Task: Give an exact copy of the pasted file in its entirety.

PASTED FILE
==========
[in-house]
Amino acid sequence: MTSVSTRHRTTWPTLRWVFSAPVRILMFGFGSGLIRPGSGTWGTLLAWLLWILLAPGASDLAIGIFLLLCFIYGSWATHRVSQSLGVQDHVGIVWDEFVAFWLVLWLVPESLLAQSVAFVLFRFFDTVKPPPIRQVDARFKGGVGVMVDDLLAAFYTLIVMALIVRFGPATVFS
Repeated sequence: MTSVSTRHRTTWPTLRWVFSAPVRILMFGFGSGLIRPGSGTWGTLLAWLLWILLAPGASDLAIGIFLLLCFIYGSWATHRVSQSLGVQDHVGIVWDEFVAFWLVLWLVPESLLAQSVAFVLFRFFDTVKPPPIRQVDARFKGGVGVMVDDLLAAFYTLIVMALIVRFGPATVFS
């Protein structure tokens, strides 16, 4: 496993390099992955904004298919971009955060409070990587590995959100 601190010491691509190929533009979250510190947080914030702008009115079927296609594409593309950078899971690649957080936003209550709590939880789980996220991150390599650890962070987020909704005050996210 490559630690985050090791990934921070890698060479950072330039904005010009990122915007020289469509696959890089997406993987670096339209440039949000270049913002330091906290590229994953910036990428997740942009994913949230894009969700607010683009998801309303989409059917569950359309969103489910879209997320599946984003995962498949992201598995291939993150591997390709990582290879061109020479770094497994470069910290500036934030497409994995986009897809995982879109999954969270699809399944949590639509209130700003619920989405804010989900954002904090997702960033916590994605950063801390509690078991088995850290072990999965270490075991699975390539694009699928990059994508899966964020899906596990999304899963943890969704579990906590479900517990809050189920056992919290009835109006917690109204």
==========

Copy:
[in-house]
Amino acid sequence: MTSVSTRHRTTWPTLRWVFSAPVRILMFGFGSGLIRPGSGTWGTLLAWLLWILLAPGASDLAIGIFLLLCFIYGSWATHRVSQSLGVQDHVGIVWDEFVAFWLVLWLVPESLLAQSVAFVLFRFFDTVKPPPIRQVDARFKGGVGVMVDDLLAAFYTLIVMALIVRFGPATVFS
Repeated sequence: MTSVSTRHRTTWPTLRWVFSAPVRILMFGFGSGLIRPGSGTWGTLLAWLLWILLAPGASDLAIGIFLLLCFIYGSWATHRVSQSLGVQDHVGIVWDEFVAFWLVLWLVPESLLAQSVAFVLFRFFDTVKPPPIRQVDARFKGGVGVMVDDLLAAFYTLIVMALIVRFGPATVFS
């Protein structure tokens, strides 16, 4: 496993390099992955904004298919971009955060409070990587590995959100 601190010491691509190929533009979250510190947080914030702008009115079927296609594409593309950078899971690649957080936003209550709590939880789980996220991150390599650890962070987020909704005050996210 490559630690985050090791990934921070890698060479950072330039904005010009990122915007020289469509696959890089997406993987670096339209440039949000270049913002330091906290590229994953910036990428997740942009994913949230894009969700607010683009998801309303989409059917569950359309969103489910879209997320599946984003995962498949992201598995291939993150591997390709990582290879061109020479770094497994470069910290500036934030497409994995986009897809995982879109999954969270699809399944949590639509209130700003619920989405804010989900954002904090997702960033916590994605950063801390509690078991088995850290072990999965270490075991699975390539694009699928990059994508899966964020899906596990999304899963943890969704579990906590479900517990809050189920056992919290009835109006917690109204």